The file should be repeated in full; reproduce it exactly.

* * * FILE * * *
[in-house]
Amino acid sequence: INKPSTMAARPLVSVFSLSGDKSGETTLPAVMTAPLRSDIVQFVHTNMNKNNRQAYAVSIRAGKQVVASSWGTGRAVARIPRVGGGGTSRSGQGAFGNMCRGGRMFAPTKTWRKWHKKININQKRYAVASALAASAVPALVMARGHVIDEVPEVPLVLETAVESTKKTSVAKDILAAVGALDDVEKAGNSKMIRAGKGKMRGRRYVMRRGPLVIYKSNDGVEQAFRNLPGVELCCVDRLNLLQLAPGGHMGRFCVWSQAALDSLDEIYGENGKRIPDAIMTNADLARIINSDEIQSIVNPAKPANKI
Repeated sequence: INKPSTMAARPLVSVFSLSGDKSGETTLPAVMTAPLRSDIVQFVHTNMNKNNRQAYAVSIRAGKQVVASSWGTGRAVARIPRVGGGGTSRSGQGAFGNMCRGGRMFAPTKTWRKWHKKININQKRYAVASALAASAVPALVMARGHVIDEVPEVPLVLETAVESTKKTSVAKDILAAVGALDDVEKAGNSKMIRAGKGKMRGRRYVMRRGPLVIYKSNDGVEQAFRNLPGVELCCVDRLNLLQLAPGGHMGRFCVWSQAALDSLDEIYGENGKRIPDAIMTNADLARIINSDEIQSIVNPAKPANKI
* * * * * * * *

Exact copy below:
[in-house]
Amino acid sequence: INKPSTMAARPLVSVFSLSGDKSGETTLPAVMTAPLRSDIVQFVHTNMNKNNRQAYAVSIRAGKQVVASSWGTGRAVARIPRVGGGGTSRSGQGAFGNMCRGGRMFAPTKTWRKWHKKININQKRYAVASALAASAVPALVMARGHVIDEVPEVPLVLETAVESTKKTSVAKDILAAVGALDDVEKAGNSKMIRAGKGKMRGRRYVMRRGPLVIYKSNDGVEQAFRNLPGVELCCVDRLNLLQLAPGGHMGRFCVWSQAALDSLDEIYGENGKRIPDAIMTNADLARIINSDEIQSIVNPAKPANKI
Repeated sequence: INKPSTMAARPLVSVFSLSGDKSGETTLPAVMTAPLRSDIVQFVHTNMNKNNRQAYAVSIRAGKQVVASSWGTGRAVARIPRVGGGGTSRSGQGAFGNMCRGGRMFAPTKTWRKWHKKININQKRYAVASALAASAVPALVMARGHVIDEVPEVPLVLETAVESTKKTSVAKDILAAVGALDDVEKAGNSKMIRAGKGKMRGRRYVMRRGPLVIYKSNDGVEQAFRNLPGVELCCVDRLNLLQLAPGGHMGRFCVWSQAALDSLDEIYGENGKRIPDAIMTNADLARIINSDEIQSIVNPAKPANKI